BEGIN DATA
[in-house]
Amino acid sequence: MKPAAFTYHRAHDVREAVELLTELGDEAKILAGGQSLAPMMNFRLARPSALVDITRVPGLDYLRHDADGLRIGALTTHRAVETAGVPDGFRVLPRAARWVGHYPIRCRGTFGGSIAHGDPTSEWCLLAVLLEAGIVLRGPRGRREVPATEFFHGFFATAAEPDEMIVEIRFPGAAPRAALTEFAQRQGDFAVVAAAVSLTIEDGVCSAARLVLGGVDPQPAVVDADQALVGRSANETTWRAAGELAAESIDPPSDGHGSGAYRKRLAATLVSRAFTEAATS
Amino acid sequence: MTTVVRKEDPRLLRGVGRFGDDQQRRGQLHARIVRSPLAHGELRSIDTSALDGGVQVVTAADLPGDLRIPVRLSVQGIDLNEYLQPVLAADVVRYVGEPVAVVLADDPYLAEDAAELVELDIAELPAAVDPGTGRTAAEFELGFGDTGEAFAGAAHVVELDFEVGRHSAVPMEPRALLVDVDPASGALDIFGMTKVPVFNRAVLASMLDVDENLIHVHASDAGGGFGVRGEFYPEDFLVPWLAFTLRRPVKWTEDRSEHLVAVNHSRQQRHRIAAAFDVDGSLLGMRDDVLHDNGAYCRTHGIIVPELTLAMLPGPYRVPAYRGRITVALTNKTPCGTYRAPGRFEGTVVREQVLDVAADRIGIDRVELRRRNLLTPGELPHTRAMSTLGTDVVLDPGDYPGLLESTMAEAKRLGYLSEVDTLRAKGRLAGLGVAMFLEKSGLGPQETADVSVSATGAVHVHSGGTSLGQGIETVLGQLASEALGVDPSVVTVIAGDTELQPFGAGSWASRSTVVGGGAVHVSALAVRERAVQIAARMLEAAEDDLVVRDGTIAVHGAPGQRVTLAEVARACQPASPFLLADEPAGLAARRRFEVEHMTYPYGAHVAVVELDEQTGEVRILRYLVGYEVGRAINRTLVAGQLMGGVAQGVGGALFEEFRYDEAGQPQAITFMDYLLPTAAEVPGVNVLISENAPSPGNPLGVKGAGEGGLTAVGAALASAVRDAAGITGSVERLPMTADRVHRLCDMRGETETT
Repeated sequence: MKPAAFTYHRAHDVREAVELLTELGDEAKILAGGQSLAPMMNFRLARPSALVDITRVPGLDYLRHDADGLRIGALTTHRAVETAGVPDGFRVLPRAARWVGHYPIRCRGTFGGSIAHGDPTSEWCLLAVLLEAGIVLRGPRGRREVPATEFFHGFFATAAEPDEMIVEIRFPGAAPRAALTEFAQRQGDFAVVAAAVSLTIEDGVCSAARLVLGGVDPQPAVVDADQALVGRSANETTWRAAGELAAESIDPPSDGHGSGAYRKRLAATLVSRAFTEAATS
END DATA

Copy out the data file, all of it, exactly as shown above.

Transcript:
[in-house]
Amino acid sequence: MKPAAFTYHRAHDVREAVELLTELGDEAKILAGGQSLAPMMNFRLARPSALVDITRVPGLDYLRHDADGLRIGALTTHRAVETAGVPDGFRVLPRAARWVGHYPIRCRGTFGGSIAHGDPTSEWCLLAVLLEAGIVLRGPRGRREVPATEFFHGFFATAAEPDEMIVEIRFPGAAPRAALTEFAQRQGDFAVVAAAVSLTIEDGVCSAARLVLGGVDPQPAVVDADQALVGRSANETTWRAAGELAAESIDPPSDGHGSGAYRKRLAATLVSRAFTEAATS
Amino acid sequence: MTTVVRKEDPRLLRGVGRFGDDQQRRGQLHARIVRSPLAHGELRSIDTSALDGGVQVVTAADLPGDLRIPVRLSVQGIDLNEYLQPVLAADVVRYVGEPVAVVLADDPYLAEDAAELVELDIAELPAAVDPGTGRTAAEFELGFGDTGEAFAGAAHVVELDFEVGRHSAVPMEPRALLVDVDPASGALDIFGMTKVPVFNRAVLASMLDVDENLIHVHASDAGGGFGVRGEFYPEDFLVPWLAFTLRRPVKWTEDRSEHLVAVNHSRQQRHRIAAAFDVDGSLLGMRDDVLHDNGAYCRTHGIIVPELTLAMLPGPYRVPAYRGRITVALTNKTPCGTYRAPGRFEGTVVREQVLDVAADRIGIDRVELRRRNLLTPGELPHTRAMSTLGTDVVLDPGDYPGLLESTMAEAKRLGYLSEVDTLRAKGRLAGLGVAMFLEKSGLGPQETADVSVSATGAVHVHSGGTSLGQGIETVLGQLASEALGVDPSVVTVIAGDTELQPFGAGSWASRSTVVGGGAVHVSALAVRERAVQIAARMLEAAEDDLVVRDGTIAVHGAPGQRVTLAEVARACQPASPFLLADEPAGLAARRRFEVEHMTYPYGAHVAVVELDEQTGEVRILRYLVGYEVGRAINRTLVAGQLMGGVAQGVGGALFEEFRYDEAGQPQAITFMDYLLPTAAEVPGVNVLISENAPSPGNPLGVKGAGEGGLTAVGAALASAVRDAAGITGSVERLPMTADRVHRLCDMRGETETT
Repeated sequence: MKPAAFTYHRAHDVREAVELLTELGDEAKILAGGQSLAPMMNFRLARPSALVDITRVPGLDYLRHDADGLRIGALTTHRAVETAGVPDGFRVLPRAARWVGHYPIRCRGTFGGSIAHGDPTSEWCLLAVLLEAGIVLRGPRGRREVPATEFFHGFFATAAEPDEMIVEIRFPGAAPRAALTEFAQRQGDFAVVAAAVSLTIEDGVCSAARLVLGGVDPQPAVVDADQALVGRSANETTWRAAGELAAESIDPPSDGHGSGAYRKRLAATLVSRAFTEAATS